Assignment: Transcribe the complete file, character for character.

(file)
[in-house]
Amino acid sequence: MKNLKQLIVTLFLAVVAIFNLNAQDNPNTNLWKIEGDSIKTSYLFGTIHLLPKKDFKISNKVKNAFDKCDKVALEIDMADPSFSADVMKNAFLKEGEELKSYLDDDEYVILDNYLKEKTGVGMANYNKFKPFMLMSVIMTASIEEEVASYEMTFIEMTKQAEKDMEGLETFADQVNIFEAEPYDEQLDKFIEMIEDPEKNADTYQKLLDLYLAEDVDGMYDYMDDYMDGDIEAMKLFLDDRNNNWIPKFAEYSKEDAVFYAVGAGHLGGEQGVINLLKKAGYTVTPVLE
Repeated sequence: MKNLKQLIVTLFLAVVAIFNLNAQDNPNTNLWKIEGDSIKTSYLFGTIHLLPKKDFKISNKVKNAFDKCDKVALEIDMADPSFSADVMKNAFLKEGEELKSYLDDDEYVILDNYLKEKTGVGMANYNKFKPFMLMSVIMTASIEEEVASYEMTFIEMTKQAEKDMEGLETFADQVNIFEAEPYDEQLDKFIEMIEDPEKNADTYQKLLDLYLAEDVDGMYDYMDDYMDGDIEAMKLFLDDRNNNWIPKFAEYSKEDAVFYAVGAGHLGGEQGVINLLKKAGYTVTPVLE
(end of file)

[in-house]
Amino acid sequence: MKNLKQLIVTLFLAVVAIFNLNAQDNPNTNLWKIEGDSIKTSYLFGTIHLLPKKDFKISNKVKNAFDKCDKVALEIDMADPSFSADVMKNAFLKEGEELKSYLDDDEYVILDNYLKEKTGVGMANYNKFKPFMLMSVIMTASIEEEVASYEMTFIEMTKQAEKDMEGLETFADQVNIFEAEPYDEQLDKFIEMIEDPEKNADTYQKLLDLYLAEDVDGMYDYMDDYMDGDIEAMKLFLDDRNNNWIPKFAEYSKEDAVFYAVGAGHLGGEQGVINLLKKAGYTVTPVLE
Repeated sequence: MKNLKQLIVTLFLAVVAIFNLNAQDNPNTNLWKIEGDSIKTSYLFGTIHLLPKKDFKISNKVKNAFDKCDKVALEIDMADPSFSADVMKNAFLKEGEELKSYLDDDEYVILDNYLKEKTGVGMANYNKFKPFMLMSVIMTASIEEEVASYEMTFIEMTKQAEKDMEGLETFADQVNIFEAEPYDEQLDKFIEMIEDPEKNADTYQKLLDLYLAEDVDGMYDYMDDYMDGDIEAMKLFLDDRNNNWIPKFAEYSKEDAVFYAVGAGHLGGEQGVINLLKKAGYTVTPVLE